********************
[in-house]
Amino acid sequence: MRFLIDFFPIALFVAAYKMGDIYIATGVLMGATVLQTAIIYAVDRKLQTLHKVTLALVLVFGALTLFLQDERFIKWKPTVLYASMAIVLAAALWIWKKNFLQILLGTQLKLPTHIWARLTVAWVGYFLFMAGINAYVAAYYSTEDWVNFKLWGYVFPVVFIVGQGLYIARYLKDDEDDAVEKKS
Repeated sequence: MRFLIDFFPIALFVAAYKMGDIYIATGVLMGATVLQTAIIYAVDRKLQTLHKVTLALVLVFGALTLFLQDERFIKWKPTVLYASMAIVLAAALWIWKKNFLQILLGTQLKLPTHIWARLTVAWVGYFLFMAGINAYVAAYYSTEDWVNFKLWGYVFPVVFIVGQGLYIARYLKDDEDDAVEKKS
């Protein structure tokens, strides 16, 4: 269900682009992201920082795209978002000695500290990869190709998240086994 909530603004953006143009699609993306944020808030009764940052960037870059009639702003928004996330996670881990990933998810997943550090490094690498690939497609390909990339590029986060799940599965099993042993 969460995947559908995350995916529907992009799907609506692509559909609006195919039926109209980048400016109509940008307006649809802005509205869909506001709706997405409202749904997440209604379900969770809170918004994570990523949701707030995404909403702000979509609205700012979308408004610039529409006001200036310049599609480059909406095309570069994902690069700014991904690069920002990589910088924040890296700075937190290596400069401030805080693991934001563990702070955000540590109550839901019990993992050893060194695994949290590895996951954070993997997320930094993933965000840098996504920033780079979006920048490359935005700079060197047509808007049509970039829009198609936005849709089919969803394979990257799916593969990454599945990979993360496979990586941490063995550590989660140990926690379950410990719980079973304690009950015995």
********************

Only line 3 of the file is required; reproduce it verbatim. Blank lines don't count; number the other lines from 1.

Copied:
Repeated sequence: MRFLIDFFPIALFVAAYKMGDIYIATGVLMGATVLQTAIIYAVDRKLQTLHKVTLALVLVFGALTLFLQDERFIKWKPTVLYASMAIVLAAALWIWKKNFLQILLGTQLKLPTHIWARLTVAWVGYFLFMAGINAYVAAYYSTEDWVNFKLWGYVFPVVFIVGQGLYIARYLKDDEDDAVEKKS